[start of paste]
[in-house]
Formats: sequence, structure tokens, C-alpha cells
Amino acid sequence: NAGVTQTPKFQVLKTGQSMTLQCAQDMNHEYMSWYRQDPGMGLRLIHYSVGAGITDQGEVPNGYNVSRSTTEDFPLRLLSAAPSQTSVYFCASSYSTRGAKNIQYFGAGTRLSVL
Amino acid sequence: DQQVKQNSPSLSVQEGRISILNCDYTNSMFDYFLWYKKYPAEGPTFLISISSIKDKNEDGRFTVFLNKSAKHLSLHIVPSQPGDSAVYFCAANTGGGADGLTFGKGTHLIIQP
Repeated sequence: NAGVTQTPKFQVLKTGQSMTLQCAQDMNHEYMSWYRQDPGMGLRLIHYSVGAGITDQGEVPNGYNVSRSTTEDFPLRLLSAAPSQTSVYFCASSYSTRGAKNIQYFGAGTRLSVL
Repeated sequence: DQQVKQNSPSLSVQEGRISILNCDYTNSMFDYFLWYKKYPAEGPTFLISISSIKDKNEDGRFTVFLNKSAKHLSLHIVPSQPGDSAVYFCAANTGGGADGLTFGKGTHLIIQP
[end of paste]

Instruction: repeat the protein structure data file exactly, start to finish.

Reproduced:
[in-house]
Formats: sequence, structure tokens, C-alpha cells
Amino acid sequence: NAGVTQTPKFQVLKTGQSMTLQCAQDMNHEYMSWYRQDPGMGLRLIHYSVGAGITDQGEVPNGYNVSRSTTEDFPLRLLSAAPSQTSVYFCASSYSTRGAKNIQYFGAGTRLSVL
Amino acid sequence: DQQVKQNSPSLSVQEGRISILNCDYTNSMFDYFLWYKKYPAEGPTFLISISSIKDKNEDGRFTVFLNKSAKHLSLHIVPSQPGDSAVYFCAANTGGGADGLTFGKGTHLIIQP
Repeated sequence: NAGVTQTPKFQVLKTGQSMTLQCAQDMNHEYMSWYRQDPGMGLRLIHYSVGAGITDQGEVPNGYNVSRSTTEDFPLRLLSAAPSQTSVYFCASSYSTRGAKNIQYFGAGTRLSVL
Repeated sequence: DQQVKQNSPSLSVQEGRISILNCDYTNSMFDYFLWYKKYPAEGPTFLISISSIKDKNEDGRFTVFLNKSAKHLSLHIVPSQPGDSAVYFCAANTGGGADGLTFGKGTHLIIQP